Archive | November 2013

What Kind of Lessons do Piano Students Need?

The term “student-centered” learning is quite popular at the moment.  These lessons tend to be more engaging for the student and have many benefits.  I believe that teachers should keep their students’ needs in mind as they prepare lessons and materials, but this does not mean that every student want is met.  While certain lessons will be quite exciting, others may be more laborious because the student is struggling with understanding a concept such as rhythm or reading notes.  Although the main burden of study falls on students and their parents (I think of myself as a facilitator), teachers have a responsibility to keep pupils’ needs in mind.  Here are a few suggestions:

–Teachers should first of all be self-controlled and patient.  Don’t bring your personal irritations into the lesson.  Also, be patient even if the student is not responding as you would like.  Sometimes eye contact is the best way to get a students’ attention.  Also, rather than becoming irritated, be honest using calm words.
–Laugh with your students.  Stay on topic while enjoying the lesson!
–Be sure that students understands concepts.  Consistent quizzing of single concepts helps show where students have blind spots.  For example, if during a flashcard review of treble clef notes a student is responding correctly quickly (and can play the note on the keyboard), he or she most likely understands how to find these notes and his confusion in a musical piece may be a misunderstanding of something else like the bass clef notes.  If a student does is not answering the note flashcard quiz correctly, then the teacher has assessed a need that must be met in learning treble clef notes better.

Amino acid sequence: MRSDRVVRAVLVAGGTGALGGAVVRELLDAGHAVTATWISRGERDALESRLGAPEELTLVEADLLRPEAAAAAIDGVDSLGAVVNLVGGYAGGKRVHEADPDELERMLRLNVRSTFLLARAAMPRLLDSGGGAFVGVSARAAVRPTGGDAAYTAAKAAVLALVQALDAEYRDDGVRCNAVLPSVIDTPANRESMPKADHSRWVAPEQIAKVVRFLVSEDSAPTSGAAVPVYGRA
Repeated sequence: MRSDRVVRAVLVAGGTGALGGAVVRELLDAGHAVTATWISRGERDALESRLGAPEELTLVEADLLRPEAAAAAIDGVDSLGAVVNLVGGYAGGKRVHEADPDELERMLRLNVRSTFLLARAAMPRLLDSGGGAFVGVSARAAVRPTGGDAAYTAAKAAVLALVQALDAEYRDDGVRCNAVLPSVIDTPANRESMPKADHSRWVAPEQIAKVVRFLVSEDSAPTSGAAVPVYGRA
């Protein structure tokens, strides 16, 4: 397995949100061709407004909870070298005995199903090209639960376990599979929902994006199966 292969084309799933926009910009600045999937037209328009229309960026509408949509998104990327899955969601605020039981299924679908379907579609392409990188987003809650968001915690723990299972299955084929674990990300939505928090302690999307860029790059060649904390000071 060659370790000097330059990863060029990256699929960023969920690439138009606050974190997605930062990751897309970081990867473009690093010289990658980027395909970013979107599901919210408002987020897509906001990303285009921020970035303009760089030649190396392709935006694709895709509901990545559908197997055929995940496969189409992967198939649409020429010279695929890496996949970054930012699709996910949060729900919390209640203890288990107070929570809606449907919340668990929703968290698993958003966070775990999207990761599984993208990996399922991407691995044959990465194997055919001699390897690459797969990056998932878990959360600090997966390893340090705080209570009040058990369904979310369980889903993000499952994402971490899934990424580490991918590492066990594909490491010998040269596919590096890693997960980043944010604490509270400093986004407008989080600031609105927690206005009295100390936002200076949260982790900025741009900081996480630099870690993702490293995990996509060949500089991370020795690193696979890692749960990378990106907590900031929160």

–Maximize a student’s strengths.  If a student shows talent as an ear player, consider chordal-based method books.  Ear players tend to make up their own pieces of music and the teacher should ask if they like making up music since sometimes students are too shy to mention it themselves.  If a student is very precise and is good at reading music, focus more on classical music.  Every student is different and as teachers work with students individually, both teacher and pupil will enjoy the lessons more.
–Lead students to act independently during lessons.  How else will a student be able to practice correctly each day at home?   Students should be able to transfer concepts to other pieces of music.  When I ask a question (for example: “Which note is this?”) I often ask students “How do you know for sure that your answer is the right one?”  If they know that the note I’m showing them is definitely a G/Sol because it’s above the F/Fa “anchor note” in the bass clef, I am pleased with their answer.
Finally, include a variety of skills in every lesson.  Functional skills such as sight-reading, transposition and ear training are important for every student.  Group work encourages students to learn from each other.  Technique is important for all pupils.  Teach what is needed and enjoy each lesson!